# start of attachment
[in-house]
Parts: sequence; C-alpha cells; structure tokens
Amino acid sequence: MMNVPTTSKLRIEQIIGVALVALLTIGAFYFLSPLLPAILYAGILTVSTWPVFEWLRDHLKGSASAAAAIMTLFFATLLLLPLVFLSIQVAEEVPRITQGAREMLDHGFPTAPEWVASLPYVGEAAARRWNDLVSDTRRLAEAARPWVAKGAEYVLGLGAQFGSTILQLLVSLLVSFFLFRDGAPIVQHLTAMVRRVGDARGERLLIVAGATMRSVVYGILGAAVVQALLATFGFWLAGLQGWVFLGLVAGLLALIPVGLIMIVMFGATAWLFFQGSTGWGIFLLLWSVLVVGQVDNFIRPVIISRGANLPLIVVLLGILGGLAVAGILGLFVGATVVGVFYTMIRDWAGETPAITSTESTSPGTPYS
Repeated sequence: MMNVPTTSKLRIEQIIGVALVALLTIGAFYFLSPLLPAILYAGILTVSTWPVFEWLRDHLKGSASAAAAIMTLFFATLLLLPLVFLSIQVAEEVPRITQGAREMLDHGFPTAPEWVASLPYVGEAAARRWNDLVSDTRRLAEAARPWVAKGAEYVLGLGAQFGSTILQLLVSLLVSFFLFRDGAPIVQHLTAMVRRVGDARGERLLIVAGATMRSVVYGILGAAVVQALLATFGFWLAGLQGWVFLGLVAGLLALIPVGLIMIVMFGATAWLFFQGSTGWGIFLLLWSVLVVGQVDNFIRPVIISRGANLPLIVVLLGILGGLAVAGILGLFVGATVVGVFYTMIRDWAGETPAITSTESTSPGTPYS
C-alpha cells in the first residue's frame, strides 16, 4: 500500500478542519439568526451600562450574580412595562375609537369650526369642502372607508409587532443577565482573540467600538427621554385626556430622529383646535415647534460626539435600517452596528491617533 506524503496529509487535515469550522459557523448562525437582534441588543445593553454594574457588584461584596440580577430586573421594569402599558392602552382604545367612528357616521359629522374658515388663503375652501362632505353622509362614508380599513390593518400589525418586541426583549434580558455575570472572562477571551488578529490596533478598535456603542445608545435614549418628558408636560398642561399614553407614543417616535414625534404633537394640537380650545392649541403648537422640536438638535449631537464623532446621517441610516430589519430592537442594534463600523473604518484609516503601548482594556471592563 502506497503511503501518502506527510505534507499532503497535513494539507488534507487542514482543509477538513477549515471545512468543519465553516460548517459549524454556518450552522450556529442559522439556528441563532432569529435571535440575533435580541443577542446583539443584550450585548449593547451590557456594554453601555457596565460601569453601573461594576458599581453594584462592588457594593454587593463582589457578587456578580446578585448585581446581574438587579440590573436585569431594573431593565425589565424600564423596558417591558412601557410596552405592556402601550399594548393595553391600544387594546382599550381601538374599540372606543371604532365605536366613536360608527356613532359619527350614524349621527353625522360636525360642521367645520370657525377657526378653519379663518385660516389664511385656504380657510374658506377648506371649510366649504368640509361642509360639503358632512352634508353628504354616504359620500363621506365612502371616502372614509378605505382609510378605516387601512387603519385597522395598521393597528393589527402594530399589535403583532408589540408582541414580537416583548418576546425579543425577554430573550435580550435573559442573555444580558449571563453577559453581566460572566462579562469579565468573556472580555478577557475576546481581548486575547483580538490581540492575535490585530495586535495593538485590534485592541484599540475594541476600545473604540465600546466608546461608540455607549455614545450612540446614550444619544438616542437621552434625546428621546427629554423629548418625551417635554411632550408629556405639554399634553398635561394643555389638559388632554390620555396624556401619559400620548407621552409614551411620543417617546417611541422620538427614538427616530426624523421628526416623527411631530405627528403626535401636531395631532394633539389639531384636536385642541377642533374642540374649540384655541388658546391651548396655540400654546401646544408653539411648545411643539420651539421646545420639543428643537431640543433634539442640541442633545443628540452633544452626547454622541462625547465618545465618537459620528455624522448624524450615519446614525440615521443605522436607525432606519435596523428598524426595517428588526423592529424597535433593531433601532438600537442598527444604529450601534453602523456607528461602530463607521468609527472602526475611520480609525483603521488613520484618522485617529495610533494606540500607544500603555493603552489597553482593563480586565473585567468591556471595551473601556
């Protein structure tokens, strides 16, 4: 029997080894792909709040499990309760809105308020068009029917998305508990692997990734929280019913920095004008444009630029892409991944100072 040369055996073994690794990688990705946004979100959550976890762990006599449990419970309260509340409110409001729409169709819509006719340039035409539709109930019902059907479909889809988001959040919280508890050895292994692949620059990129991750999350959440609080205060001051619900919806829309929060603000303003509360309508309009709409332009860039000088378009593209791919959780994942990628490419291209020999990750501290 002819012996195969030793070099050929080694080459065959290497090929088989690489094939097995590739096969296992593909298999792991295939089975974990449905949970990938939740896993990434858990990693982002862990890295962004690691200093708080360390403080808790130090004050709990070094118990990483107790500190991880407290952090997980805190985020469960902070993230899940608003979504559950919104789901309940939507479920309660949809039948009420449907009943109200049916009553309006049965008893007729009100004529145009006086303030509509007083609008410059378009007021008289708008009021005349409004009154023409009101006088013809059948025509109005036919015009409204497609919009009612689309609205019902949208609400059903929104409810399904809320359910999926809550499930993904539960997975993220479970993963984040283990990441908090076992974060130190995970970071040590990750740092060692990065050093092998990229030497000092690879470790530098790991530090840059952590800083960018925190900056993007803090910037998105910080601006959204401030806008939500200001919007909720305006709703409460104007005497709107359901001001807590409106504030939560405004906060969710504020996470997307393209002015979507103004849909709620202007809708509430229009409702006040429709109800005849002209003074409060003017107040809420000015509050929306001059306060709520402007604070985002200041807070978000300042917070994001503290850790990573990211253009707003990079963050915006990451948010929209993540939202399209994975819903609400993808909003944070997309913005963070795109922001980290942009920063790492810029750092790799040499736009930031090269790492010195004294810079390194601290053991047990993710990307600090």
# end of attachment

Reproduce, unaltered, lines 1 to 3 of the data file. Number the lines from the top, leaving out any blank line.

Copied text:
[in-house]
Parts: sequence; C-alpha cells; structure tokens
Amino acid sequence: MMNVPTTSKLRIEQIIGVALVALLTIGAFYFLSPLLPAILYAGILTVSTWPVFEWLRDHLKGSASAAAAIMTLFFATLLLLPLVFLSIQVAEEVPRITQGAREMLDHGFPTAPEWVASLPYVGEAAARRWNDLVSDTRRLAEAARPWVAKGAEYVLGLGAQFGSTILQLLVSLLVSFFLFRDGAPIVQHLTAMVRRVGDARGERLLIVAGATMRSVVYGILGAAVVQALLATFGFWLAGLQGWVFLGLVAGLLALIPVGLIMIVMFGATAWLFFQGSTGWGIFLLLWSVLVVGQVDNFIRPVIISRGANLPLIVVLLGILGGLAVAGILGLFVGATVVGVFYTMIRDWAGETPAITSTESTSPGTPYS